Tech Law Summit Recap – Key Developments in IP Law
The recent McCarthy Tétrault Technology Law Summit included a panel on “Key Developments in IP Law,” featuring James Skippen, Chairman and Chief Executive Officer, WiLAN Inc. and McCarthy Tétrault partners Beth MacDonald, David Gray and Barry Sookman. Paul Armitage, another McCarthy Tétrault partner, moderated the panel.
James Skippen commented on the growing awareness of the value of intellectual property, and patents, in particular. He observed that, instead of being a neglected asset class, patents are playing a more prominent role, and may even, in some circumstances, exceed the value of a company’s other assets.
After describing WiLAN Inc.’s history and current business, James provided his view of recent patent decisions from the Supreme Court of the United States, including eBay Inc. v. MercExchange, L.L.C., KSR Int'l Co. v. Teleflex, Inc., Quanta Computer, Inc. v. LG Electronics, Inc. and Microsoft Corp. v. i4i Limited Partnership. He also briefly touched on the recent Leahy-Smith America Invents Act. These developments have resulted in important changes to the judicial remedies available to a successful patentee and have had implications for the substantive validity of issued U.S. patents. They have also brought about procedural changes in patent litigation that affect the balance of power between patentees and potential infringers.
Beth Macdonald spoke next about the recent developments in the area of trade-marks and domain names. She provided an overview of the 2011 Supreme Court of Canada trade-marks case Masterpiece Inc. v. Alavida Lifestyles Inc. and provided two key takeaways arising out of the decision:
- keep track of your organization’s trade-mark applications and registrations; and
- monitor the Canadian Trade-marks Journal to identify allowed applications for registration that should be opposed.
The Masterpiece ruling also appeared to discourage the use of expensive survey and linguistic experts, at least in the context of consumer goods, in favour of a judge addressing the issue of confusion without the assistance of expert witnesses. Beth also spent some time discussing the current issues in the area of keyword advertising.
Beth concluded her presentation with a discussion on the new global top level domain (gTLD) registrations. She noted that the application period for the new gTLDs is now open and runs until April 2012. This will be followed by an initial evaluation and opposition period, with a deadline to file last objections expected around December 2012.
David Gray, the next speaker, focussed on efforts that organizations should take to avoid costly litigation, and also on measures they can take to minimize the costs, risks and disruptions associated with significant legal proceedings.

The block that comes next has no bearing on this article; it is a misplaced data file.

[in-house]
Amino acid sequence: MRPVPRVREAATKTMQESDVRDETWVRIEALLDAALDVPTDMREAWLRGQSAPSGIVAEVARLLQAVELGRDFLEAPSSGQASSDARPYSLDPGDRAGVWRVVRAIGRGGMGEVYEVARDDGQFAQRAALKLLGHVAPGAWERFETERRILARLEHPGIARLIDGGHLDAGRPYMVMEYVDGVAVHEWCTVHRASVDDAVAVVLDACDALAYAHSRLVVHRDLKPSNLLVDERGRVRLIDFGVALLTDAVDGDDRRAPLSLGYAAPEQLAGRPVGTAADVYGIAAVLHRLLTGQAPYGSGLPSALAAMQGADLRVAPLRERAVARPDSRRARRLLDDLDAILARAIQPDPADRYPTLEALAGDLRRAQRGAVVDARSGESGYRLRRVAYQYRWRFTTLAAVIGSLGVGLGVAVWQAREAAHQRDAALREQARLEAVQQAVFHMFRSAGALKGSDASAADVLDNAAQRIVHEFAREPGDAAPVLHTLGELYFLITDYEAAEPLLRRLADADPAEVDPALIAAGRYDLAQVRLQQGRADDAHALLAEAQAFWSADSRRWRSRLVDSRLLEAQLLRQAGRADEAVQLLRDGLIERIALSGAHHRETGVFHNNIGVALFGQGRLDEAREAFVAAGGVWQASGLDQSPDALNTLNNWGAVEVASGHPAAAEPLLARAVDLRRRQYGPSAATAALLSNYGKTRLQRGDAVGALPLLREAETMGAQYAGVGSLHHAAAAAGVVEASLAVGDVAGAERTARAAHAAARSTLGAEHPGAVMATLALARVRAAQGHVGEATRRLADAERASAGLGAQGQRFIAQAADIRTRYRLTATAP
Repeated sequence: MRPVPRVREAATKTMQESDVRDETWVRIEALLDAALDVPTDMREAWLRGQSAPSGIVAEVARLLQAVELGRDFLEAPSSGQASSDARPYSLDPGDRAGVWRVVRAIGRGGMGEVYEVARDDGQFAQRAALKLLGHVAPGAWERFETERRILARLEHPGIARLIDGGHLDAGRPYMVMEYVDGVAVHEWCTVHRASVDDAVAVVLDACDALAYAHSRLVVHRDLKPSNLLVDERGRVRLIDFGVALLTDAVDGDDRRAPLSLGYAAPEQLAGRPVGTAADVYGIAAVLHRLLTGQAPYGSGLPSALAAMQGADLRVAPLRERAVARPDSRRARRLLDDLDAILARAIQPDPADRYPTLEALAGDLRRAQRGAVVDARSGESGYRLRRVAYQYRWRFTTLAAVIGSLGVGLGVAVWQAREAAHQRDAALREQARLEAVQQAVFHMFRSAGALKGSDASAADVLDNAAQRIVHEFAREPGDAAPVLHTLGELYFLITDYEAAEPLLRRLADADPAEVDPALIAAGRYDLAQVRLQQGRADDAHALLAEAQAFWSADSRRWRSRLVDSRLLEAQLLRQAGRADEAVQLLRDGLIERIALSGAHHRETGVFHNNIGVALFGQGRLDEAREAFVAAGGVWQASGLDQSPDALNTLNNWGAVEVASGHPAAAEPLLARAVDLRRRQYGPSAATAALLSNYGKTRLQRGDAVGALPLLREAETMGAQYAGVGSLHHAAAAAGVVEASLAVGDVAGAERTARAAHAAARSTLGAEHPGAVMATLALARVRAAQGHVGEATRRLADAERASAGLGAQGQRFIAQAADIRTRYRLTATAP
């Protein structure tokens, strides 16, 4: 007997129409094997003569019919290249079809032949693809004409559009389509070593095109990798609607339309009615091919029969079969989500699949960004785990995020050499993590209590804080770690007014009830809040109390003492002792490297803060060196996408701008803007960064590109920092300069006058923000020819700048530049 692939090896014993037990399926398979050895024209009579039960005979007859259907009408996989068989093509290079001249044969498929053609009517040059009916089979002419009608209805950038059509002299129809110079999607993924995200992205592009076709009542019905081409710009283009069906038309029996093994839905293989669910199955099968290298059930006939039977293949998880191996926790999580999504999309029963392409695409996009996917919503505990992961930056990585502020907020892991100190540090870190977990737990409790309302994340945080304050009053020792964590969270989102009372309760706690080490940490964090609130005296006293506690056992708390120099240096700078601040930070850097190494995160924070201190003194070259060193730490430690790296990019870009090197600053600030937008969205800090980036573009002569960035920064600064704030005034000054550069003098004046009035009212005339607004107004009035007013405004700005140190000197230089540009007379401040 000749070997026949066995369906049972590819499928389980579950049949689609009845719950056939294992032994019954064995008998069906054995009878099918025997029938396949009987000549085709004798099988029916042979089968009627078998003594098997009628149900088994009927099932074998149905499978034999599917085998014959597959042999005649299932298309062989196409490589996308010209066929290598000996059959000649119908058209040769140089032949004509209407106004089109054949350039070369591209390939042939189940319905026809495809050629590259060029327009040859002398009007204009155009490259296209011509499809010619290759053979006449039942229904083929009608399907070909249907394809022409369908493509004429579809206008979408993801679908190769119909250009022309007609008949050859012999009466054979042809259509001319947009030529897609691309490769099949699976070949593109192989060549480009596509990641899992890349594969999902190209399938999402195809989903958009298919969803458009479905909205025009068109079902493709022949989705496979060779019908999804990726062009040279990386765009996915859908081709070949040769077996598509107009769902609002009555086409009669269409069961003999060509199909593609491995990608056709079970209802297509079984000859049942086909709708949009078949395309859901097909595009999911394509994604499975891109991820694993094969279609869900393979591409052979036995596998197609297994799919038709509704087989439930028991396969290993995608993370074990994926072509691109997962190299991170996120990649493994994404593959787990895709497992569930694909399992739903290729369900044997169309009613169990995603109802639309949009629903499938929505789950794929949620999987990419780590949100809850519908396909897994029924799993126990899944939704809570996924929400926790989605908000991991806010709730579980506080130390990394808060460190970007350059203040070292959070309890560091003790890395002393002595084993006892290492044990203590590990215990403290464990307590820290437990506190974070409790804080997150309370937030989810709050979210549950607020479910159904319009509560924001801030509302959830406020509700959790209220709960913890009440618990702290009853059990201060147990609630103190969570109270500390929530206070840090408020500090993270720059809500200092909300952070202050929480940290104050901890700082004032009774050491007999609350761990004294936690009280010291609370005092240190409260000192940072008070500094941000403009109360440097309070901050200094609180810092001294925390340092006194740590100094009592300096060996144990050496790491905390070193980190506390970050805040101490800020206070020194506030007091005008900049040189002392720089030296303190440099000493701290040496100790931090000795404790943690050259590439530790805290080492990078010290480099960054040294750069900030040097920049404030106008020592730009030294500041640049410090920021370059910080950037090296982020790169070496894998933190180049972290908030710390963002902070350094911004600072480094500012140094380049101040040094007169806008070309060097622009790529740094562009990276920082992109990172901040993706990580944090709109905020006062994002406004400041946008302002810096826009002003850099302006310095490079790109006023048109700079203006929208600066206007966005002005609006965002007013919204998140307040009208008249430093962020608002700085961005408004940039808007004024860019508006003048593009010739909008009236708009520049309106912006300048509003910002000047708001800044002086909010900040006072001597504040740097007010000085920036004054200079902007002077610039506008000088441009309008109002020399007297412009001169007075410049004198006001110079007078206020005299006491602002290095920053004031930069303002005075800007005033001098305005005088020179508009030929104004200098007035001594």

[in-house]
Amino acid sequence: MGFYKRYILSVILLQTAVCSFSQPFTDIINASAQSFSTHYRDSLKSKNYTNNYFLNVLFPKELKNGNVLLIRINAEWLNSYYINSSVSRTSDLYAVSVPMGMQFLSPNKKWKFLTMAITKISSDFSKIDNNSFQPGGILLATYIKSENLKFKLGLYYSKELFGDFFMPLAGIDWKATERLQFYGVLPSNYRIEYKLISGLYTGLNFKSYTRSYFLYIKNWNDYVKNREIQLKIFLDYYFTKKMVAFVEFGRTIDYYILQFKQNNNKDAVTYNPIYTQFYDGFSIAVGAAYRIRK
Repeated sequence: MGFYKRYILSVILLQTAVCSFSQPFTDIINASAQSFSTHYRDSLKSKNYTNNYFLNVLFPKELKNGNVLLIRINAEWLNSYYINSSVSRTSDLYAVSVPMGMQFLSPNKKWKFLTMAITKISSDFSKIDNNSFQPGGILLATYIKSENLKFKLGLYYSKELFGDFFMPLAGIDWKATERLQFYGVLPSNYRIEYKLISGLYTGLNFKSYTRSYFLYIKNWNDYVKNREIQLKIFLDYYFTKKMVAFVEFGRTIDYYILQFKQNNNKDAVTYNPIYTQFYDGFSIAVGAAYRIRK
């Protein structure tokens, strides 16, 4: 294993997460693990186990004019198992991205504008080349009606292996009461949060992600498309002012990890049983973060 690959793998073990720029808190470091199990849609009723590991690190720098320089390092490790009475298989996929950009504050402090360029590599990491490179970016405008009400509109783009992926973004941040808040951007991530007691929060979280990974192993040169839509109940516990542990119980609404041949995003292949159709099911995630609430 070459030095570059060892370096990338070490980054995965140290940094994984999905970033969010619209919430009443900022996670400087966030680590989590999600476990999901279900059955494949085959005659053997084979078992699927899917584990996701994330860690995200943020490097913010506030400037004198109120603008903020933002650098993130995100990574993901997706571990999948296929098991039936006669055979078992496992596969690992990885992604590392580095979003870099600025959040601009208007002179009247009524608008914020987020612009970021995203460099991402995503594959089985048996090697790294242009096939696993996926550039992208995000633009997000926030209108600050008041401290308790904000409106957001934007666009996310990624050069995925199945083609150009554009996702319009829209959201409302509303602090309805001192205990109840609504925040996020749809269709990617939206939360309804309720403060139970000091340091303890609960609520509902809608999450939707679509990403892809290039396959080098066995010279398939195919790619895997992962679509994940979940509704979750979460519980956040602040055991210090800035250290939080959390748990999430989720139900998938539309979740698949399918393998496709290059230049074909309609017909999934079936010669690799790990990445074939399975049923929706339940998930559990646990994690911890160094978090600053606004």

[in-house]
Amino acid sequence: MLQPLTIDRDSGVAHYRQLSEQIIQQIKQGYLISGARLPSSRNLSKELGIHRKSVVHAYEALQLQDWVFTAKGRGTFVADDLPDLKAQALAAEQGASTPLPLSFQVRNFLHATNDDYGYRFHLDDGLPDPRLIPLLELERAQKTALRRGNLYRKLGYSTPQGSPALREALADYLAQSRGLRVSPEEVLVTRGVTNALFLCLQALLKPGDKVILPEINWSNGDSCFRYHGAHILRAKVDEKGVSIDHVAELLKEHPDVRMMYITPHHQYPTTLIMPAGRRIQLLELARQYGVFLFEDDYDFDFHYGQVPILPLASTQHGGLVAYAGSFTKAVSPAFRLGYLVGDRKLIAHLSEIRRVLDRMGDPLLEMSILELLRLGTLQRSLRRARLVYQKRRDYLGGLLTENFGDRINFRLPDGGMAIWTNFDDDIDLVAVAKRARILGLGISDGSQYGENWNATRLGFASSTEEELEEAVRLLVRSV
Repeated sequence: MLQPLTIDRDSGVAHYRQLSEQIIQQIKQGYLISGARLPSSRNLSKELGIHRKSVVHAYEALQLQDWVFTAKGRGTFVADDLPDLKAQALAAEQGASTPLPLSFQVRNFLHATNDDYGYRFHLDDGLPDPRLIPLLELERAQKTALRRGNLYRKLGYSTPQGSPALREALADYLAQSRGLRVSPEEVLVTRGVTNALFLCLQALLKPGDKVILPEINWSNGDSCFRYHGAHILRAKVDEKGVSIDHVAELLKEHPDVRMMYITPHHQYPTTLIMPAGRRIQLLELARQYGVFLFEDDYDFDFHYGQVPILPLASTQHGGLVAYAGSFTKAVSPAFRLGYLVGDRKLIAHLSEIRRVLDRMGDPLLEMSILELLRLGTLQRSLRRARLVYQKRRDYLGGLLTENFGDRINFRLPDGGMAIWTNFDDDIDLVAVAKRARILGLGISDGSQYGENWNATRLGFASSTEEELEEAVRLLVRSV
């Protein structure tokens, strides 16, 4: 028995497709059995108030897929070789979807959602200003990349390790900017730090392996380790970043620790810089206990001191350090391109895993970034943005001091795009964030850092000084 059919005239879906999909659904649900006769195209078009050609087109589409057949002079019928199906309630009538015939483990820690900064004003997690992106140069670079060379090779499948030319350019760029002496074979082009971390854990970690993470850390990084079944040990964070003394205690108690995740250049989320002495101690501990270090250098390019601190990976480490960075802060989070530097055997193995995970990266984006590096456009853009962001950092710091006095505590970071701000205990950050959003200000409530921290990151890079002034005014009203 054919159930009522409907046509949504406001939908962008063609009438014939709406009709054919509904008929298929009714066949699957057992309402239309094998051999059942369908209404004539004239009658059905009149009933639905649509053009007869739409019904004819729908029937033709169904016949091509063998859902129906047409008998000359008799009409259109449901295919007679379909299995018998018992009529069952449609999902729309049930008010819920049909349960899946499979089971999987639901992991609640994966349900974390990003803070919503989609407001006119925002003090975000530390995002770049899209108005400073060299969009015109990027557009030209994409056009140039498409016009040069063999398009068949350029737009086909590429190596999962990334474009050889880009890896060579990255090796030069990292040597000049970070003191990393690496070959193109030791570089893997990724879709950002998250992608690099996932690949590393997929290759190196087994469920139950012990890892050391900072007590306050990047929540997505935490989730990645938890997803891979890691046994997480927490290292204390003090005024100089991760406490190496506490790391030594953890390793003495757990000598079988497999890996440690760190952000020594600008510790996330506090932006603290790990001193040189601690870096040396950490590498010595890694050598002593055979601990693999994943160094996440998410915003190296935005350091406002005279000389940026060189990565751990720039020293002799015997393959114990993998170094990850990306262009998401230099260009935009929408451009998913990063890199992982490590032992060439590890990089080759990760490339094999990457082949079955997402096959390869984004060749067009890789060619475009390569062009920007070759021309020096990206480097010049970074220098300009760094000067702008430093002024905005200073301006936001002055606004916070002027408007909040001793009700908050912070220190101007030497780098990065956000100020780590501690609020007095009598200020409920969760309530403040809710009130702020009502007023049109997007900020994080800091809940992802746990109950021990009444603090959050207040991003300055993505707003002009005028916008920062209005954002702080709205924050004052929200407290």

David spent the remainder of his talk providing the audience with tips on proper business document retention strategies. He noted the importance of maintaining proper and accurate corporate records, but also recording any elements that could shed a positive light on the current events should facts come under dispute in the future. Oftentimes, rather than saying that “history is written by the victors”, according to David, when it comes to factual disputes, “the victors are those who wrote the history.”
Barry Sookman closed out the panel with a discussion on key developments in copyright law in 2011. He began with an overview on the federal government’s Bill C-11, the Copyright Modernization Act, going over the important amendments that the Bill would make to the Copyright Act. After a review of the process and timing leading up to the Bill’s expected passage, Barry reviewed which areas of the Bill are being considered for potential amendment at the committee stage.
The next part of his presentation provided an overview of key 2011 copyright law decisions both in Canada and around the world. These cases included Crookes v. Newton (while not strictly a copyright case, Barry noted that it could influence the way copyright law would look at Internet hyperlinks), Lucasfilm Ltd & Ors v. Ainsworth & Anor, Robertson v. ProQuest Information and Learning LLC, and Temple Island Collections Ltd v. New English Teas Ltd & Anor. A show of hands from the audience illustrated that the results from that last case on the issue of infringement were quite unexpected.